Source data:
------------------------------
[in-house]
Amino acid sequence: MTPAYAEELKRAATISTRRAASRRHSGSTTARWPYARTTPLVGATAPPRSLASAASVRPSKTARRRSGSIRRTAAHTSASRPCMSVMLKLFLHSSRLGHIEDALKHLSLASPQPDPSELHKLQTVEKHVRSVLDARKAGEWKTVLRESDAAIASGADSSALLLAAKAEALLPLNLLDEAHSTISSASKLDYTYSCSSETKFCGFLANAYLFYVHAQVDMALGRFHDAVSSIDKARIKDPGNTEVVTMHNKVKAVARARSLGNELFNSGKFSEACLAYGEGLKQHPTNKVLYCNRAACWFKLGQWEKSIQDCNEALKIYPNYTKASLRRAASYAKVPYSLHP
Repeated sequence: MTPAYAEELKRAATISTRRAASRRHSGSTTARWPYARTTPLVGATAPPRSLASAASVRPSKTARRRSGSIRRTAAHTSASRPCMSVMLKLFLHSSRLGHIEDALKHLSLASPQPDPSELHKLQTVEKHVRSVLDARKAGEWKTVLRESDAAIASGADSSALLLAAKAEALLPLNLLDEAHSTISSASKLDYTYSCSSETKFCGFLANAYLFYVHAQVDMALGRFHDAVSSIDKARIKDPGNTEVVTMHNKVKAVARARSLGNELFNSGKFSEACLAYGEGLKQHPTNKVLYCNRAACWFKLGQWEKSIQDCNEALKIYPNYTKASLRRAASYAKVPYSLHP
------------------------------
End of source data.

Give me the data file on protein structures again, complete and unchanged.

[in-house]
Amino acid sequence: MTPAYAEELKRAATISTRRAASRRHSGSTTARWPYARTTPLVGATAPPRSLASAASVRPSKTARRRSGSIRRTAAHTSASRPCMSVMLKLFLHSSRLGHIEDALKHLSLASPQPDPSELHKLQTVEKHVRSVLDARKAGEWKTVLRESDAAIASGADSSALLLAAKAEALLPLNLLDEAHSTISSASKLDYTYSCSSETKFCGFLANAYLFYVHAQVDMALGRFHDAVSSIDKARIKDPGNTEVVTMHNKVKAVARARSLGNELFNSGKFSEACLAYGEGLKQHPTNKVLYCNRAACWFKLGQWEKSIQDCNEALKIYPNYTKASLRRAASYAKVPYSLHP
Repeated sequence: MTPAYAEELKRAATISTRRAASRRHSGSTTARWPYARTTPLVGATAPPRSLASAASVRPSKTARRRSGSIRRTAAHTSASRPCMSVMLKLFLHSSRLGHIEDALKHLSLASPQPDPSELHKLQTVEKHVRSVLDARKAGEWKTVLRESDAAIASGADSSALLLAAKAEALLPLNLLDEAHSTISSASKLDYTYSCSSETKFCGFLANAYLFYVHAQVDMALGRFHDAVSSIDKARIKDPGNTEVVTMHNKVKAVARARSLGNELFNSGKFSEACLAYGEGLKQHPTNKVLYCNRAACWFKLGQWEKSIQDCNEALKIYPNYTKASLRRAASYAKVPYSLHP